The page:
The patient is brought out of sedation for the next part of the surgery, so he or she can respond to the surgeon by talking and following commands. Electrical stimulation is modified as the patient opens and closes a fist and raises and lowers an arm, indicating that the muscles are responding appropriately.
“This is one of the most exciting treatments we have,” Dr. Carlson says. “Deep brain stimulation fixes people—moving them from a state of disability to one of function.”
Even though the patient must go through part two of the procedure—the implantation of small pacemaker-like devices that will control the electrical impulses—he or she has already experienced the miraculous change in steadiness.
Life With and Without Tremors
Donald Polk enjoys ranch life on his acreage south of Spokane. At 70 years old he isn’t ready to slow down. In fact, now that his essential tremors are completely under control, his activity level is picking up.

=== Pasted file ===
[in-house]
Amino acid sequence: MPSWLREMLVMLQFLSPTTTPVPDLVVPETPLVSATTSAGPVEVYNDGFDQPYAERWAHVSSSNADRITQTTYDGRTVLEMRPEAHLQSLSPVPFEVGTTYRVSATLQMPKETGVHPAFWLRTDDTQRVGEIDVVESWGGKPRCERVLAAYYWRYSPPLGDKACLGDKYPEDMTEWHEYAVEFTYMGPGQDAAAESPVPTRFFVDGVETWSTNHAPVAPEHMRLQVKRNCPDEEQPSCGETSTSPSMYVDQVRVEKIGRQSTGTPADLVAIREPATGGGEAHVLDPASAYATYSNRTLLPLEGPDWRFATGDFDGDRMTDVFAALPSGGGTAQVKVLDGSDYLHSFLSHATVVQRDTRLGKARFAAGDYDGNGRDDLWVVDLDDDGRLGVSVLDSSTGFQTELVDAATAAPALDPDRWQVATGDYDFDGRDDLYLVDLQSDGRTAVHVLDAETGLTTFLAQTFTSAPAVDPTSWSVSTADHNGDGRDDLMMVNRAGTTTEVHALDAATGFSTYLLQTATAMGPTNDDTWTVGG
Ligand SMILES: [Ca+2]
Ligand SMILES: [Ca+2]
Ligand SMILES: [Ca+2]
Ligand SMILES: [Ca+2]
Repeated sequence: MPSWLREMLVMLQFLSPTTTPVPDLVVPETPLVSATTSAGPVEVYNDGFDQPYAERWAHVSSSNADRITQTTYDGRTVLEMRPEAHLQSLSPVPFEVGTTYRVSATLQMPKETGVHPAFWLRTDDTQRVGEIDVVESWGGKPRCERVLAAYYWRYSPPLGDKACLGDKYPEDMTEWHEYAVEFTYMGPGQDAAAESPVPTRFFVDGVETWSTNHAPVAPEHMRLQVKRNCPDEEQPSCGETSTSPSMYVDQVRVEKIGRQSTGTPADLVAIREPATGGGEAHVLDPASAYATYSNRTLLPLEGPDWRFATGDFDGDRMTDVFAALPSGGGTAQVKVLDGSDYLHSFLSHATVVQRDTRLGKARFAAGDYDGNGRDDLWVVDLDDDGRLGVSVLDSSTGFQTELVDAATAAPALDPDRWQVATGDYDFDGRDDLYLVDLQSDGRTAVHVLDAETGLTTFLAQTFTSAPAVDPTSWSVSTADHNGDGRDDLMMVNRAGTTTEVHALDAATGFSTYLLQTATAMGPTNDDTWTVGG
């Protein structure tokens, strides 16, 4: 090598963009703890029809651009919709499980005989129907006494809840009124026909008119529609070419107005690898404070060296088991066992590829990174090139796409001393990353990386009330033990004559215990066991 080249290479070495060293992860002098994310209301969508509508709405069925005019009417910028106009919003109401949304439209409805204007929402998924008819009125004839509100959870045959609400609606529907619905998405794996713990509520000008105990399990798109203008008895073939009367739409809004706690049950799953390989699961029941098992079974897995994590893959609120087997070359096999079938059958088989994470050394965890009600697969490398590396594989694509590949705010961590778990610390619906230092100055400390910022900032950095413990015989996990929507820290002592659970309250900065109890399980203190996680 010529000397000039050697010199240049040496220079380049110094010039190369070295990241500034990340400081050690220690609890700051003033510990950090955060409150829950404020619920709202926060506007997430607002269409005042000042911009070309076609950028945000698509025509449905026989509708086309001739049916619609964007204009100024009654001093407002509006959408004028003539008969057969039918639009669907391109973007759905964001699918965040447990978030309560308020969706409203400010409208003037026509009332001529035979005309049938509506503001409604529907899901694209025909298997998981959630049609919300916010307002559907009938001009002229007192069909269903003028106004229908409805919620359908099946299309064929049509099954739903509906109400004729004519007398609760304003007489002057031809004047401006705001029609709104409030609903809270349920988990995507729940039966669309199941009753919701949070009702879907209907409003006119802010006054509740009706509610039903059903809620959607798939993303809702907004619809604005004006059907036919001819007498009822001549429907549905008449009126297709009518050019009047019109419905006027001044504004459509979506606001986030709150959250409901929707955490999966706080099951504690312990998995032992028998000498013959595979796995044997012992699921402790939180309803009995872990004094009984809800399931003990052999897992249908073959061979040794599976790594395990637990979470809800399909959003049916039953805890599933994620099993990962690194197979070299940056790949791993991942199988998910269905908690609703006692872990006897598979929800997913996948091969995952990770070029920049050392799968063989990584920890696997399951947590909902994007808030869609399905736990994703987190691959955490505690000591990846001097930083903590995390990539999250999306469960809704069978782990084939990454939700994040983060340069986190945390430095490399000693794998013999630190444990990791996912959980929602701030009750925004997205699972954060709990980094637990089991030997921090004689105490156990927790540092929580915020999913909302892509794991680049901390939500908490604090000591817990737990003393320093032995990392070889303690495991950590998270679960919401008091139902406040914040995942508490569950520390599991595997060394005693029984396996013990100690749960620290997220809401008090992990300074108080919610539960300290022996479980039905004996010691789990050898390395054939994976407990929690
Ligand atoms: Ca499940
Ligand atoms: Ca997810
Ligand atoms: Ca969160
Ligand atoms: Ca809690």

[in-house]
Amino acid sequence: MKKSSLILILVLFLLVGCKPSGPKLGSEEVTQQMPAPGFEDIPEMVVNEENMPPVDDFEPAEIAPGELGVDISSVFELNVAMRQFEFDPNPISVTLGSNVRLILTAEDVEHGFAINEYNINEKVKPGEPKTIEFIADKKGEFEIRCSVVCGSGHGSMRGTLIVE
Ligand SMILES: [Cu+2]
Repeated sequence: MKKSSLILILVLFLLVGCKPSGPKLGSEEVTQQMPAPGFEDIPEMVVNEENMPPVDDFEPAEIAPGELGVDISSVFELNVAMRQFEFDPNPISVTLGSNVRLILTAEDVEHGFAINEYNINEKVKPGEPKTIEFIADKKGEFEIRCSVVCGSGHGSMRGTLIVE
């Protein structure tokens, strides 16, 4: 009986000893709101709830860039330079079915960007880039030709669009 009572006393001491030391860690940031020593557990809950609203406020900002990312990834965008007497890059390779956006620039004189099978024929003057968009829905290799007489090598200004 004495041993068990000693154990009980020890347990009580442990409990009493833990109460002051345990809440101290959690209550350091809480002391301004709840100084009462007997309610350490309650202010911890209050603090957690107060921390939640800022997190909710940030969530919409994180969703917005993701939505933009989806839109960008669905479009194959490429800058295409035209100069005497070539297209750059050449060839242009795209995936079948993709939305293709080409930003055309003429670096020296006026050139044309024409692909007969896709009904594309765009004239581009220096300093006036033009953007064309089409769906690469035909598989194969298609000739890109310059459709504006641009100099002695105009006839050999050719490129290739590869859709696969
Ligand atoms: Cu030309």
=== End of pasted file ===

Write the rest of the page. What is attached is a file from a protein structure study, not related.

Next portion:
Thirteen years ago, Polk began noticing a shake, but being a truck driver didn’t allow much opportunity for scheduling doctor appointments. Finally in 2006, he was bothered enough by his shaking to see a neurologist and to begin taking the recommended medications. A few years later, he read an advertisement about a seminar Dr. Carlson was hosting on the topic of deep brain stimulation, and he attended.
“When I left that meeting, I was ready to go see him and talk about the surgery,” Polk says.
Preparation involved three to four months of tests and a number of brain scans. Then Dr. Carlson performed the DBS on the left side of Polk’s brain.